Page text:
AG Rokita reprimanded for misconduct, calls investigation campaign by 'cancel culture establishment'
The Indiana Supreme Court said, in an opinion issued Thursday, Attorney General Todd Rokita violated attorney professional conduct rules in his remarks about Dr. Caitlin Bernard – who provided abortion care to a 10-year-old Ohio rape victim.
In a statement following the opinion, Rokita said he admitted to the misconduct to “save a lot of taxpayer money and distraction.”
The investigation stems from remarks Rokita made in July 2022 on Fox News, where he called Bernard an “abortion activist acting as a doctor — with a history of failing to report.” No such history exists.
The Indiana Supreme Court Disciplinary Commission investigation into Rokita was filed in September.
The state Supreme Court’s opinion said Rokita admitted to violating two rules that prohibit:
- “Making an extrajudicial statement that a lawyer participating in the litigation or investigation of a matter knows or reasonably should know will be publicly disseminated and will have a substantial likelihood of materially prejudicing an adjudicative proceeding in the matter”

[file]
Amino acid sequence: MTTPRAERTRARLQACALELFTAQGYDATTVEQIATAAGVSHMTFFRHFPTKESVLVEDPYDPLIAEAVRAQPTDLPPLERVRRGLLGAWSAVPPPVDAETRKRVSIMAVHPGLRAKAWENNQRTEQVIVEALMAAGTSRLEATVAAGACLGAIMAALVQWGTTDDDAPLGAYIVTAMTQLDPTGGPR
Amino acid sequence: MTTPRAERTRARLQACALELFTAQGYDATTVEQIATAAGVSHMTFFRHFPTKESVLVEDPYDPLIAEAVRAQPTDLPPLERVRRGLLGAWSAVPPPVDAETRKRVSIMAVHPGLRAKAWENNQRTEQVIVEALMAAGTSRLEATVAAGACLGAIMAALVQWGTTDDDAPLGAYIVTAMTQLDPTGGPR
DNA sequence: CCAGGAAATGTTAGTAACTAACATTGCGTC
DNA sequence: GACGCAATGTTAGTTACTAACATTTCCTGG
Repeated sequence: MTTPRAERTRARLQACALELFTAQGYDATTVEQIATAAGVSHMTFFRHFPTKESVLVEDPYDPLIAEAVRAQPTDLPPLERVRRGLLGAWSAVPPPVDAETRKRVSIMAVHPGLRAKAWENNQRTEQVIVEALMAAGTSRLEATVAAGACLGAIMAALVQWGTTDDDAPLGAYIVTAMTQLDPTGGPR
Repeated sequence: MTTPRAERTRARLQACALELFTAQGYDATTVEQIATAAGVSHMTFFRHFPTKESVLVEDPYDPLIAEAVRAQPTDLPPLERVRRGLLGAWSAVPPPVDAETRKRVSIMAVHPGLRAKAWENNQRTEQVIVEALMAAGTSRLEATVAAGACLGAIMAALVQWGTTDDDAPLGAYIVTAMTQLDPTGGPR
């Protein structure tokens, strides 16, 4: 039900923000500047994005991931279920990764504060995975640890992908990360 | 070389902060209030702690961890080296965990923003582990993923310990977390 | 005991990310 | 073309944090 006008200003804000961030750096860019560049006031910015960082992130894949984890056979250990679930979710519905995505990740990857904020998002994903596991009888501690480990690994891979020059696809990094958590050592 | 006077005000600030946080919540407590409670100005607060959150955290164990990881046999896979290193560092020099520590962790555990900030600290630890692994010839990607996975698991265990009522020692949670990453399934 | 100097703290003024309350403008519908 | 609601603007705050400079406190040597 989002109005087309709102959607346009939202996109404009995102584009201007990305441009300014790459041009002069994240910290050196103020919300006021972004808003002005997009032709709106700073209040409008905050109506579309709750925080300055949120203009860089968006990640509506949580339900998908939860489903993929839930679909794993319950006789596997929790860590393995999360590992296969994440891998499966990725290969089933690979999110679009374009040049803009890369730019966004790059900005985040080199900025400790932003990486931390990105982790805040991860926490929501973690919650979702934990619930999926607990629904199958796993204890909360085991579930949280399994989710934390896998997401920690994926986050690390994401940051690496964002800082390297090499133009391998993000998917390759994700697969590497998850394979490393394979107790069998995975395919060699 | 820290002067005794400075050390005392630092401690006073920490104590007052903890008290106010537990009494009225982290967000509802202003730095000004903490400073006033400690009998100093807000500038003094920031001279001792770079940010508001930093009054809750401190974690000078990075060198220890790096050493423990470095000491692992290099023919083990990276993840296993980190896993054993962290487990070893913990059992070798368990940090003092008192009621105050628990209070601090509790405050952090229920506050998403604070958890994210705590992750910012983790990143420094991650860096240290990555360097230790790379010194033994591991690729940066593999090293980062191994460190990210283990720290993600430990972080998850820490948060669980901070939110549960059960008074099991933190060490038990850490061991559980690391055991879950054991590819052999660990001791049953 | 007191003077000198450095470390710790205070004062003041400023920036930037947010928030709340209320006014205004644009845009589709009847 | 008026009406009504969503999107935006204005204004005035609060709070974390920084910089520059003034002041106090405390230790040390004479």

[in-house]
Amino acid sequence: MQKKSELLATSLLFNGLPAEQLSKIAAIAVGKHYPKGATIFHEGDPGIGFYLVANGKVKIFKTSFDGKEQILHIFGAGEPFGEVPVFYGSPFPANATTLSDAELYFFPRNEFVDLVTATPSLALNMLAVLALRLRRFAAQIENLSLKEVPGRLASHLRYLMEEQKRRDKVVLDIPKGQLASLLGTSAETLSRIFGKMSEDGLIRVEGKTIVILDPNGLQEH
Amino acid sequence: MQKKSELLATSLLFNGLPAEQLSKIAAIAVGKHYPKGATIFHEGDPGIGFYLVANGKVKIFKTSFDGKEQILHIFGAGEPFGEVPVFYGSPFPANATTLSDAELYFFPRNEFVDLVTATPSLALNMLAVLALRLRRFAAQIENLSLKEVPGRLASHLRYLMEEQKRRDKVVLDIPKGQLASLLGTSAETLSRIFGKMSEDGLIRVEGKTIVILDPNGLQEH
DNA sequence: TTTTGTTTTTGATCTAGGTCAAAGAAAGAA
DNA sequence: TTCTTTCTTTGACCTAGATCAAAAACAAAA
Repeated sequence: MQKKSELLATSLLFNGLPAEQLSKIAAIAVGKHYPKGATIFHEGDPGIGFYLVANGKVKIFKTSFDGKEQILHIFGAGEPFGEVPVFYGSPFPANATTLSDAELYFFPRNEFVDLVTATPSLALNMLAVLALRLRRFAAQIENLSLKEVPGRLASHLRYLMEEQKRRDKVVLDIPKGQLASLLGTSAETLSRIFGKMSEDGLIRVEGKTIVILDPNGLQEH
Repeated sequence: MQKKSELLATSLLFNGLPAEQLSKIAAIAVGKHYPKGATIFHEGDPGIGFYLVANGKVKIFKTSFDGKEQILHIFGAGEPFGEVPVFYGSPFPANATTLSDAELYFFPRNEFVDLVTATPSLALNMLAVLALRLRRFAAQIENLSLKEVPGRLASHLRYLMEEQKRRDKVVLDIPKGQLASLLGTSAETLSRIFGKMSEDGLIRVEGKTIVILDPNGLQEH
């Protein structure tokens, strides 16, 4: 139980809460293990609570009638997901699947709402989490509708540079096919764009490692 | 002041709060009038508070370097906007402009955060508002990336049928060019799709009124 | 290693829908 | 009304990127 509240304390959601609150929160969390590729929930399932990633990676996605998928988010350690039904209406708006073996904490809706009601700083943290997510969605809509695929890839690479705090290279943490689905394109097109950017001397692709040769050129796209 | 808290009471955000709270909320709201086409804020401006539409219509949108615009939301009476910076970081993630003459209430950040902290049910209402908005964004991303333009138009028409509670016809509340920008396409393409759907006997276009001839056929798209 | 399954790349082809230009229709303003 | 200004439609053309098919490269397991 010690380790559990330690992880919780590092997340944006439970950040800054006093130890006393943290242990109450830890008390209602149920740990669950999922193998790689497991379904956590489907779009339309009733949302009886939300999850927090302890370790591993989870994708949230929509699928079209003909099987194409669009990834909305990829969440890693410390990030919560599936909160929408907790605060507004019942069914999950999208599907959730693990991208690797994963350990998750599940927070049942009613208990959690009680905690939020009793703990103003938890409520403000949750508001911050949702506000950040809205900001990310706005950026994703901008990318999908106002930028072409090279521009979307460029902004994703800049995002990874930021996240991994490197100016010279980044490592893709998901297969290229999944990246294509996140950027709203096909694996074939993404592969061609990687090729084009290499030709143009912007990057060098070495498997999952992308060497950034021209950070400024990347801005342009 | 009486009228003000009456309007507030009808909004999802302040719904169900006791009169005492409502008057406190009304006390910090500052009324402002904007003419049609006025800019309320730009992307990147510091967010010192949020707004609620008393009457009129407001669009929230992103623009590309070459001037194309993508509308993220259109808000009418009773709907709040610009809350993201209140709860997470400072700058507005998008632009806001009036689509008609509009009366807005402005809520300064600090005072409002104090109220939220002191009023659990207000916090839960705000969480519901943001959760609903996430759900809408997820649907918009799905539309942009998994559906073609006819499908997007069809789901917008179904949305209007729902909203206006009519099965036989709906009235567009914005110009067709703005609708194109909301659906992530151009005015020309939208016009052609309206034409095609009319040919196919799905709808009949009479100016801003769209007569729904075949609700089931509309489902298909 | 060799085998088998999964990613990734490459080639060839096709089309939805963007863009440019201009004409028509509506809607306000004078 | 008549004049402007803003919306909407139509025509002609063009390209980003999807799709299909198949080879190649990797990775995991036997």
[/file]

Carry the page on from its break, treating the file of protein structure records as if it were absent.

- “Using means in representing a client that have no substantial purpose other than to embarrass, delay, or burden a third person”
The state Supreme Court’s opinion said Rokita signed a sworn affidavit, made under penalty of perjury, admitting to misconduct and acknowledged “he could not successfully defend himself” if the matter were tried.
However, in a statement, Rokita said he admitted to the misconduct to “save a lot of taxpayer money and distraction, which is also very important to me.” He also said, “In order to resolve this, I was required to sign an affidavit without any modifications.”
In a nearly 700-word statement, Rokita called his remarks on Fox News “a truthful 16-word answer” and the Indiana Supreme Court Disciplinary Commission’s investigation a “campaign” of the “cancel culture establishment.”
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The Indiana Supreme Court called Rokita’s admission of misconduct and cooperation with the disciplinary process “a mitigating factor” when deciding if a public reprimand was appropriate.
It agreed to a confidential conditional agreement – except Chief Justice Loretta Rush and Justice Christopher Goff. Rush and Goff rejected the agreement, “believing the discipline to be too lenient based on” Rokita’s position as attorney general and the scope of the admitted misconduct.
In addition to the public reprimand, Rokita was ordered by the court to pay a $250 fee.